Correspondence of the Richmond Dispatch.
"honor to whom honor is due"
Black Walnut, Halifax Co., Va., June 18, 1861.
While every issue of your paper furnishes gratifying evidences of the devotion of the ladies to the cause of our Southern Independence, and their readiness to promote the comfort of our soldiers, I must in justice to the fair daughters of Black Walnut
, Halifax county
, claim, that while all the daughters of Virginia
have done well, they have excelled.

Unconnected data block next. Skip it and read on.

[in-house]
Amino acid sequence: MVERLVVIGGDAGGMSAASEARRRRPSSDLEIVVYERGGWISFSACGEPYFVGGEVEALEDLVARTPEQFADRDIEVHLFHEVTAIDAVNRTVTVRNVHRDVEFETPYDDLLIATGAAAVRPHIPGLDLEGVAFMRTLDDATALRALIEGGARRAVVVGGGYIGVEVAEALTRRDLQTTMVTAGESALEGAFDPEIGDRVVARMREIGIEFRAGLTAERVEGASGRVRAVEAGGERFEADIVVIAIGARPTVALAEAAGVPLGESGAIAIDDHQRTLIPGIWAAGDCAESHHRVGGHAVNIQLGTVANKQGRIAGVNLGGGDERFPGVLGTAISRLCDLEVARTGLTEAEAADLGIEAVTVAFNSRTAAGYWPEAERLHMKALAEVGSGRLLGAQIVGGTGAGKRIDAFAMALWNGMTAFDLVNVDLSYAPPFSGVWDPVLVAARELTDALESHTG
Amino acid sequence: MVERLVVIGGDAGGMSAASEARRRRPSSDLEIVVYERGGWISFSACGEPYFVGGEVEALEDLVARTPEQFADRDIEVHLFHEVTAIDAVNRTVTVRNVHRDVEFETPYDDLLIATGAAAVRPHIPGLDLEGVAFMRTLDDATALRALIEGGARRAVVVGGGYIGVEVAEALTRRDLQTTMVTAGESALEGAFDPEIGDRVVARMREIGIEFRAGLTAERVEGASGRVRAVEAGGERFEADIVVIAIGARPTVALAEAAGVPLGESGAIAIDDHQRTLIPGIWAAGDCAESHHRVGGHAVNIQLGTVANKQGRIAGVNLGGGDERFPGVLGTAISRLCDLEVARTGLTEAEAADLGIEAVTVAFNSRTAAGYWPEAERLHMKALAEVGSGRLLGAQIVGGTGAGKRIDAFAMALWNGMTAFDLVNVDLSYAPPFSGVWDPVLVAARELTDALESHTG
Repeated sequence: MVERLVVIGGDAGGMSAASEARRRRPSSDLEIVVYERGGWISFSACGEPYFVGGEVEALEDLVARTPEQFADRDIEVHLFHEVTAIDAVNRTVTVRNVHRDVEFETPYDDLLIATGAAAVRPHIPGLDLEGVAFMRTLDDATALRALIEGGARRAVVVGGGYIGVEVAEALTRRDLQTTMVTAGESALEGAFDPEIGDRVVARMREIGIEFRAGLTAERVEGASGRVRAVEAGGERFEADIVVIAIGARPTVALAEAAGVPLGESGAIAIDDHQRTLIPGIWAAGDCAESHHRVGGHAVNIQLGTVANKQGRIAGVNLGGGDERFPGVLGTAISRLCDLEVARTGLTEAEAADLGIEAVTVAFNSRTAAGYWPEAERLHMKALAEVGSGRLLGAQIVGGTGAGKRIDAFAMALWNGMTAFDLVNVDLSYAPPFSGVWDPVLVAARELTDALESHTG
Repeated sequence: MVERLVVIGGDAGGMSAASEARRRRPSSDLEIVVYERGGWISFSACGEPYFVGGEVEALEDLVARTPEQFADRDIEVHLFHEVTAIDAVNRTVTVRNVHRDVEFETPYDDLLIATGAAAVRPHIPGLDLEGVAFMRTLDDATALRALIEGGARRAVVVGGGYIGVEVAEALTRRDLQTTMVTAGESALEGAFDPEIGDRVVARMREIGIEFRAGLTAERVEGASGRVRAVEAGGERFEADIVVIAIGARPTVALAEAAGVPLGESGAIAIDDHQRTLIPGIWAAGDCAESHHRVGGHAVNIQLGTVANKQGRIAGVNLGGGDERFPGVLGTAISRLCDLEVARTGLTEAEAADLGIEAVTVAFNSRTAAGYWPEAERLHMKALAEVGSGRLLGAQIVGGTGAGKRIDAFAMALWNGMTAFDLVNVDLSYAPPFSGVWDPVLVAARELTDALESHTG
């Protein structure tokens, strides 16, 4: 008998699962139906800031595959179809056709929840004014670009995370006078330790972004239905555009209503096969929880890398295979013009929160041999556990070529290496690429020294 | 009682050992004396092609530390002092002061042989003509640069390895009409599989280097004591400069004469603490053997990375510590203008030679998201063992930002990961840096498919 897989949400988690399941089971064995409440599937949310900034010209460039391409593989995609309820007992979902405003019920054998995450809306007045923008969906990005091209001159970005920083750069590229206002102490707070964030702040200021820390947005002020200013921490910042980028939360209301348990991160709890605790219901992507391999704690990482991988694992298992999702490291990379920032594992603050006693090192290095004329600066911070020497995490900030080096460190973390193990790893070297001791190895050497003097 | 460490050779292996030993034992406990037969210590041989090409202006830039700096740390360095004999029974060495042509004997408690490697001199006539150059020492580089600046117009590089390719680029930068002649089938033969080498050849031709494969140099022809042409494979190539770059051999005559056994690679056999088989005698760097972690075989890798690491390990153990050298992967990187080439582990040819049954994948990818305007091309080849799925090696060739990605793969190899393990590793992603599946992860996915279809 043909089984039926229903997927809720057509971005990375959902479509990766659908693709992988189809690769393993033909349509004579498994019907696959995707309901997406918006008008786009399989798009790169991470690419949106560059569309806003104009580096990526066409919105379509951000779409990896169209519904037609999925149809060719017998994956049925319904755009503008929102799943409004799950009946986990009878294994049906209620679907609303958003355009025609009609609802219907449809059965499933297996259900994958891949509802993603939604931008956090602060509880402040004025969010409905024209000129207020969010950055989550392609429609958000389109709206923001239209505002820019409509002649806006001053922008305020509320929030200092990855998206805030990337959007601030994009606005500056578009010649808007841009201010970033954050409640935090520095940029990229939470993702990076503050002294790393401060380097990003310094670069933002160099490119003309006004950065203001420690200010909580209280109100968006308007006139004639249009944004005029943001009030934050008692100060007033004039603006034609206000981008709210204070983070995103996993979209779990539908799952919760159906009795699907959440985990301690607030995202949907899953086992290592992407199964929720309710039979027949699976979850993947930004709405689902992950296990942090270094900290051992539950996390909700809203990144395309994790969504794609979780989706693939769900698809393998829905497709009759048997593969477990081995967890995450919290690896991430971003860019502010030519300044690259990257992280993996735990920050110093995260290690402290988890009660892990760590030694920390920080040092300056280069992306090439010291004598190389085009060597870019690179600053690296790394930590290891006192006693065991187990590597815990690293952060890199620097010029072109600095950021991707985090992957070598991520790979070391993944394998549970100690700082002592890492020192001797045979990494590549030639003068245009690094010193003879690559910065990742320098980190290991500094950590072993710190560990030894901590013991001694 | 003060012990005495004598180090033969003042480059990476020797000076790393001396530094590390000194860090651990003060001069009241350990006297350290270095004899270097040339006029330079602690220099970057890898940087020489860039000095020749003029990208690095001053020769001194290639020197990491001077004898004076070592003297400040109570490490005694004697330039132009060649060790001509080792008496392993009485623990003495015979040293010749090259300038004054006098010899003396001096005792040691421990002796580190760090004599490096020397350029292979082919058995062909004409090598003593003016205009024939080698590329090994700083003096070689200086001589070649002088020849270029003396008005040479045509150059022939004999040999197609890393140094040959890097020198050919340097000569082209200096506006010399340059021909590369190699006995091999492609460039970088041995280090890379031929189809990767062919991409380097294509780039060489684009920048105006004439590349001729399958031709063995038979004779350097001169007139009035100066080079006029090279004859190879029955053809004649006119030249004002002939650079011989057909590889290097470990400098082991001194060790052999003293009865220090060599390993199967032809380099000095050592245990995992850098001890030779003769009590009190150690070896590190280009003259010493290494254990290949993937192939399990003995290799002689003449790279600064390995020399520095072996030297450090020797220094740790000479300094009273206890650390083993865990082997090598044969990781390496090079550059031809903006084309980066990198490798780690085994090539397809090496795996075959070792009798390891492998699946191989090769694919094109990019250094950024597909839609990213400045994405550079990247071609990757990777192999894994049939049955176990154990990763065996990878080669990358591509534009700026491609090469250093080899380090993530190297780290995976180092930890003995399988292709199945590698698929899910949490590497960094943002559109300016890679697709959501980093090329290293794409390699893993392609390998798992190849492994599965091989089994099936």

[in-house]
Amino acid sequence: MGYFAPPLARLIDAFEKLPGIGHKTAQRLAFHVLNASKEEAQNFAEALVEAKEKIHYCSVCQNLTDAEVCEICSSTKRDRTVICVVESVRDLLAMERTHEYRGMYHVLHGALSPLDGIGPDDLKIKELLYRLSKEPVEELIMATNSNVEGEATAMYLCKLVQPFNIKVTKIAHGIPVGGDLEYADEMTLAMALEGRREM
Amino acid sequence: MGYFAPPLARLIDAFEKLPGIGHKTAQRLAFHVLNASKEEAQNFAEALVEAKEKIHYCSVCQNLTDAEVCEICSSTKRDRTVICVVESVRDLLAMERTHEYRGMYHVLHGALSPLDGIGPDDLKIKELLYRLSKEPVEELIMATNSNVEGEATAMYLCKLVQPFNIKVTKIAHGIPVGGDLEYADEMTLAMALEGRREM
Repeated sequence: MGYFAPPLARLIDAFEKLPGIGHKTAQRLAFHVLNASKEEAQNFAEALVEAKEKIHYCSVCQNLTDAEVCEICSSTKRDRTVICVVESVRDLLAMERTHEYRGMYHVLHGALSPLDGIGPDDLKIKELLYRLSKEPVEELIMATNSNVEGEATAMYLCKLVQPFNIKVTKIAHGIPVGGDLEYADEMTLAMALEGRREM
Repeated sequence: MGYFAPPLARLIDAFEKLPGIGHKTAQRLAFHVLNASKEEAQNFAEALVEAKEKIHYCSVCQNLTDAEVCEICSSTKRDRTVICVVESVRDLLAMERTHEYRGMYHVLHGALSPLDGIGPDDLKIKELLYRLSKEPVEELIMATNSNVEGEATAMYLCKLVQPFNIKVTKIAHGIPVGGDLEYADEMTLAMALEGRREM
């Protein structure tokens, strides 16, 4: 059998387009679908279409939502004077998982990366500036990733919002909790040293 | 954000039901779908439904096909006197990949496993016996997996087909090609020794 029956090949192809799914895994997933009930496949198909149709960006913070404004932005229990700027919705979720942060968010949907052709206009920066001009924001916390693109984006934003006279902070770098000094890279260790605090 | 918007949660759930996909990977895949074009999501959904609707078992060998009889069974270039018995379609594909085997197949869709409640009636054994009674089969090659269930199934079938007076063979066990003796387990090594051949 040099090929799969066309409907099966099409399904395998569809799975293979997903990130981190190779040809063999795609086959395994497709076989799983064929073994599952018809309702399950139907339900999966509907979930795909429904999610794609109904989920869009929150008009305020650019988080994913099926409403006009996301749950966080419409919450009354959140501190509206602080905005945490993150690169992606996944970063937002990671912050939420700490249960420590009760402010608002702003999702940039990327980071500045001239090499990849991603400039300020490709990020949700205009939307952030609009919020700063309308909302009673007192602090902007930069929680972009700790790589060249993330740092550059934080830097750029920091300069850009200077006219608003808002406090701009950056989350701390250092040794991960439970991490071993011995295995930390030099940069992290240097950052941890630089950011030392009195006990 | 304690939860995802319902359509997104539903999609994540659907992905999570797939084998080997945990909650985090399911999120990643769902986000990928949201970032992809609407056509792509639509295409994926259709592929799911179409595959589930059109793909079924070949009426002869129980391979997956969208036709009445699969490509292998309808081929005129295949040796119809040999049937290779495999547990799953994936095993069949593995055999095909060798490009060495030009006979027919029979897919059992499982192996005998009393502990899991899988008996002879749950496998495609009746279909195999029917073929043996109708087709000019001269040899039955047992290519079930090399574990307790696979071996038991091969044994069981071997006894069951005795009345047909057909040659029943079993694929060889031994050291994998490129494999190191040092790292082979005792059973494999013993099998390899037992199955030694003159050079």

Having learned from Rev. A. M. Poindexter
, just arrived from Yorktown
, that the Black Walnut Dragoons were stationed there without camp equipage, or any shelter other than their India
rubber blankets, they determined to go to work to supply their need.
A supply of cloth was procured from your city, and a few hours' notice given, and early the next morning 50 ladies were collected and busily engaged at work.
By 12 o'clock of the second day twelve large-sized and well-made tents, with two dozen camp chairs, were ready, packed in a handsome army wagon furnished by the liberality of friends, and ready for the seat of war. With such patriot women, can our army suffer for any ministration they can render, and can soldiers so sustained fall to defend our beloved country and its sacred rights ? Virginius